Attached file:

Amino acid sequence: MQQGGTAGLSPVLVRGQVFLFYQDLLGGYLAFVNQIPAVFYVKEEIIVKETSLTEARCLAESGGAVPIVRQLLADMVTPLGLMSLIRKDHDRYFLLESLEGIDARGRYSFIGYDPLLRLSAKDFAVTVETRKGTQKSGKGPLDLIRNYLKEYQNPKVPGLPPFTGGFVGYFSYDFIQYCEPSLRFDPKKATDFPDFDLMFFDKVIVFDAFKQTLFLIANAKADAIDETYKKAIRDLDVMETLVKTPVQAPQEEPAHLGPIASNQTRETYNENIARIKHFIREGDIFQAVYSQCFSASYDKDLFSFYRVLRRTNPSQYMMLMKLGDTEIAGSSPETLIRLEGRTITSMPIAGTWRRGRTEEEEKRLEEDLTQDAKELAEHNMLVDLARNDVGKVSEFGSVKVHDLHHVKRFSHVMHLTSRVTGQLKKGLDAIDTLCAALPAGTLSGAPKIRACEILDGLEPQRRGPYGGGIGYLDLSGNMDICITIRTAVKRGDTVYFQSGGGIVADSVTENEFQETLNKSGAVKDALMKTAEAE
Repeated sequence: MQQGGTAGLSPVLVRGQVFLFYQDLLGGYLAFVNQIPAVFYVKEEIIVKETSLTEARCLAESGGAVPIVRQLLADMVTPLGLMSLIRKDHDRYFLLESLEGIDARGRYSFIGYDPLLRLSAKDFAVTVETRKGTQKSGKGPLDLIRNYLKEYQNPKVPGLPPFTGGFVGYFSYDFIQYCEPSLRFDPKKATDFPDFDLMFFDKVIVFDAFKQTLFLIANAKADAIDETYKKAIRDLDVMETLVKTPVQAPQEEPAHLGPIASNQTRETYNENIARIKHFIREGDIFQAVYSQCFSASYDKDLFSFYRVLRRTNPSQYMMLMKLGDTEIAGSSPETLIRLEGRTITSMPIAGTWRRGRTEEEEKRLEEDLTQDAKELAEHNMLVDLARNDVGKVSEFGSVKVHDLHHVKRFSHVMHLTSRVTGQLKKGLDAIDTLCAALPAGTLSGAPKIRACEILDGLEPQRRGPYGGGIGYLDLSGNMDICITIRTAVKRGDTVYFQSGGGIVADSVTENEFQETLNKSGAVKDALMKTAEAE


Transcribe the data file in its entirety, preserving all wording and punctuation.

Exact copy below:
Amino acid sequence: MQQGGTAGLSPVLVRGQVFLFYQDLLGGYLAFVNQIPAVFYVKEEIIVKETSLTEARCLAESGGAVPIVRQLLADMVTPLGLMSLIRKDHDRYFLLESLEGIDARGRYSFIGYDPLLRLSAKDFAVTVETRKGTQKSGKGPLDLIRNYLKEYQNPKVPGLPPFTGGFVGYFSYDFIQYCEPSLRFDPKKATDFPDFDLMFFDKVIVFDAFKQTLFLIANAKADAIDETYKKAIRDLDVMETLVKTPVQAPQEEPAHLGPIASNQTRETYNENIARIKHFIREGDIFQAVYSQCFSASYDKDLFSFYRVLRRTNPSQYMMLMKLGDTEIAGSSPETLIRLEGRTITSMPIAGTWRRGRTEEEEKRLEEDLTQDAKELAEHNMLVDLARNDVGKVSEFGSVKVHDLHHVKRFSHVMHLTSRVTGQLKKGLDAIDTLCAALPAGTLSGAPKIRACEILDGLEPQRRGPYGGGIGYLDLSGNMDICITIRTAVKRGDTVYFQSGGGIVADSVTENEFQETLNKSGAVKDALMKTAEAE
Repeated sequence: MQQGGTAGLSPVLVRGQVFLFYQDLLGGYLAFVNQIPAVFYVKEEIIVKETSLTEARCLAESGGAVPIVRQLLADMVTPLGLMSLIRKDHDRYFLLESLEGIDARGRYSFIGYDPLLRLSAKDFAVTVETRKGTQKSGKGPLDLIRNYLKEYQNPKVPGLPPFTGGFVGYFSYDFIQYCEPSLRFDPKKATDFPDFDLMFFDKVIVFDAFKQTLFLIANAKADAIDETYKKAIRDLDVMETLVKTPVQAPQEEPAHLGPIASNQTRETYNENIARIKHFIREGDIFQAVYSQCFSASYDKDLFSFYRVLRRTNPSQYMMLMKLGDTEIAGSSPETLIRLEGRTITSMPIAGTWRRGRTEEEEKRLEEDLTQDAKELAEHNMLVDLARNDVGKVSEFGSVKVHDLHHVKRFSHVMHLTSRVTGQLKKGLDAIDTLCAALPAGTLSGAPKIRACEILDGLEPQRRGPYGGGIGYLDLSGNMDICITIRTAVKRGDTVYFQSGGGIVADSVTENEFQETLNKSGAVKDALMKTAEAE